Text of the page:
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I first created this site back in 1998 to document the wild plants that I encountered.  But it has grown into a clearinghouse of information on landscaping, backyard birds, butterfly gardening, plant identification and making paper from plant fiber. After leaving Kansas, I thought of deleting the site. But realize it has a wealth of information that people rely upon.

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Birds > Homemade Suet

Homemade Suet for Birds

About Homemade Suet

homemade suet ball ball of homemade suet

My homemade suet is composed of animal fat, peanut butter, quick oats, corn meal, and flour. The animal fat I use is either lard (pork) or tallow (beef). It is served in wire baskets or in holes drilled into hanging logs. Since I began feeding it in log feeders I get yellow-rumped warblers, brown creepers and yellow-bellied sapsuckers. More common birds like flicker, downy, and red-bellied woodpeckers frequent my feeders as well as Caroline wrens, chickadees, titmice, and nuthatches. Blue jay love it and even juncos feed at my suet feeders. Unfortunately the invasive non-native house sparrow and European starling like it as well. An added benefit of making your own suet is that you control the ingredients. I feed homemade suet exclusively as birds prefer it to the store bought varieties that I've tried.

The fat in suet supplies wild birds' energy needs, especially during the colder months of winter. Birds get much of their energy naturally from eating insects. Many wild birds feed on dormant insects as well as insect eggs all winter long. But fat from animals is a good alternative to insects and is relished by birds.

To get an idea of the variety of birds you can attract to a suet log feeder watch this video.


Commercial Suet

Commercially made suet cakes are readily available at bird feeding stores. These cakes are placed in specially made wire baskets which are hung in bird feeding areas. Birds cling to the baskets to eat the suet.

Many commercially available suet cakes have lots of grain fillers (like millet) that suet eating birds don't even eat. When I've put out homemade suet next to commercially made suet, the birds always eat the homemade suet first.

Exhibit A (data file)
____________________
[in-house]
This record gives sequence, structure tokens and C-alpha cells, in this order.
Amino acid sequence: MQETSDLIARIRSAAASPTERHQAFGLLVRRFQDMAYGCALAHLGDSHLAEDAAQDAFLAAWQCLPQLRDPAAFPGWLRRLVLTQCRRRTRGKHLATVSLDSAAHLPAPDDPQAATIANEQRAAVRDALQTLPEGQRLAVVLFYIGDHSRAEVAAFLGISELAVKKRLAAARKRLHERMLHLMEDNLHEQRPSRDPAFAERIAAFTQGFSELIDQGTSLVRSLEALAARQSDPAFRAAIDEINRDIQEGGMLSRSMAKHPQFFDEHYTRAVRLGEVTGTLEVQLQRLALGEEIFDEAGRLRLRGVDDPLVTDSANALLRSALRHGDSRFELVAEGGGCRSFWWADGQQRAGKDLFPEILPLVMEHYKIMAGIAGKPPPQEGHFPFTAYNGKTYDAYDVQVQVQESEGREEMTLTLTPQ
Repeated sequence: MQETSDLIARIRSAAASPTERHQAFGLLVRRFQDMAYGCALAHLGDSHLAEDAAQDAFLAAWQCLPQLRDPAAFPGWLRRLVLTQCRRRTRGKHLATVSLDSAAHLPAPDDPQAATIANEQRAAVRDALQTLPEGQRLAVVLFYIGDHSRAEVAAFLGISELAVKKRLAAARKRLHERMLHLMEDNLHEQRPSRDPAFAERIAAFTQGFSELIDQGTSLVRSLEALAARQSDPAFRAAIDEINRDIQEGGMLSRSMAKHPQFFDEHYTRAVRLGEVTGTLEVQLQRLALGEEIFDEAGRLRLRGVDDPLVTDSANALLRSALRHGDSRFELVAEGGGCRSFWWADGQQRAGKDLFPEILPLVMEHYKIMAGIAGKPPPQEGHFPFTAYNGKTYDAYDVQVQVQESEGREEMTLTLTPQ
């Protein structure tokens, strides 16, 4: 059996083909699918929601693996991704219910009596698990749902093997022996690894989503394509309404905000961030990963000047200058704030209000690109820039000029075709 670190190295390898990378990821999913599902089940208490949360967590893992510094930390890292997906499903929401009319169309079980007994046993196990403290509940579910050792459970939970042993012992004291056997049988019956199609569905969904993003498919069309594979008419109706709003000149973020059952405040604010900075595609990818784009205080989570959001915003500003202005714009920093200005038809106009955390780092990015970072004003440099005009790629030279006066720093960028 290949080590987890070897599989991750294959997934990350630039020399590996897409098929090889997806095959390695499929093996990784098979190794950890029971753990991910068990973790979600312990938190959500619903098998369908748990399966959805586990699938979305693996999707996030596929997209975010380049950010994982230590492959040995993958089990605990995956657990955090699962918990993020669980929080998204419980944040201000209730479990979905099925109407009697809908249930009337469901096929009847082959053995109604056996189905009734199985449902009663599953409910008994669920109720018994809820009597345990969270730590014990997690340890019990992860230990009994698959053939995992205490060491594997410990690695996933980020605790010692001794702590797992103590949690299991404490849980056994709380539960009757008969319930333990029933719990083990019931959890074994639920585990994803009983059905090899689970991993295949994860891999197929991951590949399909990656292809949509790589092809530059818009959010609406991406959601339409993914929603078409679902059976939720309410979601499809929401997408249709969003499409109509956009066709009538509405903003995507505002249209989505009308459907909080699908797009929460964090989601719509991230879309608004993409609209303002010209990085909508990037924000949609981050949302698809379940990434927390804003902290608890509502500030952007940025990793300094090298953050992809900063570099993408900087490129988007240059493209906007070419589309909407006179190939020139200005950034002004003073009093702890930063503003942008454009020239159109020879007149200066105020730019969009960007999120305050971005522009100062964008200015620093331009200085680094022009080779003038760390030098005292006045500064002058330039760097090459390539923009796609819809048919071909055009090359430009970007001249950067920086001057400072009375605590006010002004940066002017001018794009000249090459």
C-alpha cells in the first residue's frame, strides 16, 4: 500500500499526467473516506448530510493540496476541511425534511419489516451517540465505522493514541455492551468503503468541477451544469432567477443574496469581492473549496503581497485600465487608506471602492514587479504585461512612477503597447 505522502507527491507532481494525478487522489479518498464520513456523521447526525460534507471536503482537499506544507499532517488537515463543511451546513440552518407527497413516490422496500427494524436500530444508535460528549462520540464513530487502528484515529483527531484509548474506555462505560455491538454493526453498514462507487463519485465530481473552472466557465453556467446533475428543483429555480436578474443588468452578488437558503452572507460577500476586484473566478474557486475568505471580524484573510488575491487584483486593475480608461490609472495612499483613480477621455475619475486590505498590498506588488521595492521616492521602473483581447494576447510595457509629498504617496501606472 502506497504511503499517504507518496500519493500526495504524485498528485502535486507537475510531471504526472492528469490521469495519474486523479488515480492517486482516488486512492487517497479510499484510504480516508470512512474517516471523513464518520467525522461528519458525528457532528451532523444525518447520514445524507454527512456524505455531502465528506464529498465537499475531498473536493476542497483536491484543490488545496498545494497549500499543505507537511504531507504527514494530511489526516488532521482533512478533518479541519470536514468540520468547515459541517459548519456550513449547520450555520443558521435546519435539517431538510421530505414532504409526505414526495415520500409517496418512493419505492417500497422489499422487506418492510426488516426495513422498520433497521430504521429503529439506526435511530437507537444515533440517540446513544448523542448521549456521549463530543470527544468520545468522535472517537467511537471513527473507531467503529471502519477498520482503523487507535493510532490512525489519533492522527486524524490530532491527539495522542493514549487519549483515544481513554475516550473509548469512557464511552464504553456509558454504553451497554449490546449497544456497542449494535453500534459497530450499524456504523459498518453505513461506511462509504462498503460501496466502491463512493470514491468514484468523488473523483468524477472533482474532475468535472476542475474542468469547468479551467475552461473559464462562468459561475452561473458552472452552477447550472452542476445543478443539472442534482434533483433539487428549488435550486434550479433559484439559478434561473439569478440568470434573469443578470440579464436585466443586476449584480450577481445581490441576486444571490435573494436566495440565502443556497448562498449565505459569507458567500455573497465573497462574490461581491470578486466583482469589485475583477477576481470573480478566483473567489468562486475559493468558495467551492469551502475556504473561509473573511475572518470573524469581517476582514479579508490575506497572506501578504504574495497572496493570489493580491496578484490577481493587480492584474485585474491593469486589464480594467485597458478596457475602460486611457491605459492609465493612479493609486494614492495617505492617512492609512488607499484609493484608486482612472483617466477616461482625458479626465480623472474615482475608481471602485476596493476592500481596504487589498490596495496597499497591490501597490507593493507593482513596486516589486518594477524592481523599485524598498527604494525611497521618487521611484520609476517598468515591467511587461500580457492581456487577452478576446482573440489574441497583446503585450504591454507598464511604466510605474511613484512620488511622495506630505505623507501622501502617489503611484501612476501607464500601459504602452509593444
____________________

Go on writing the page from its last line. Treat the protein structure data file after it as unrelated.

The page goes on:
That being said, there is nothing wrong with feeding commercially available store bought suet. Birds do eat it and there are many different mixes. I suggest buying ones that have peanuts as an ingredient as birds seem to prefer it to non-peanut suet mixes.

Homemade Suet Recipe

homemade suet crumbles crumbles of homemade suet

This recipe was published in the December 1994 issue of Wild Bird Magazine.

Note: Technically, suet is the hard fat around the kidney and loins in cattle. Tallow is derived from this fat. But any fat can be used in suet mixes.


  • 2 cups (16 ounces) melted pork fat (lard) or beef fat (tallow) or any other ANIMAL fat
  • 2 cups (16 ounces) natural peanut butter (crunchy or regular)
  • 4 cups quick oats
  • 4 cups yellow cornmeal
  • 2 cup all-purpose flour

You may want to add bits of dried fruit to the mix as well. I've added Zante dried currants to my mixes. It is one of the best dried fruits for birds because of its small size. Other dried fruit would need to be chopped into very small pieces.


Makes six suet cakes sized 5" x 5" x 1¼"

Mix all dry ingredients in a large bowl. Melt fat and peanut butter together on low heat. Take off heat, and slowly add dry ingredients. Spread on a cookie sheet, and allow to cool in the refrigerator or outdoors until the mixture is just hard enough to cut into pieces. Alternatively the mixture can be molded in used plastic suet containers that pre-packaged suet comes in. If serving in a suet log, no shaping is required as you pinch of a bit and stuff it into the holes in the log.

Store suet in a freezer or fridge and use as needed. I store mine at room temperature in the winter because I go through it so fast.

How to Attract More Birds with Homemade Suet

About Ingredients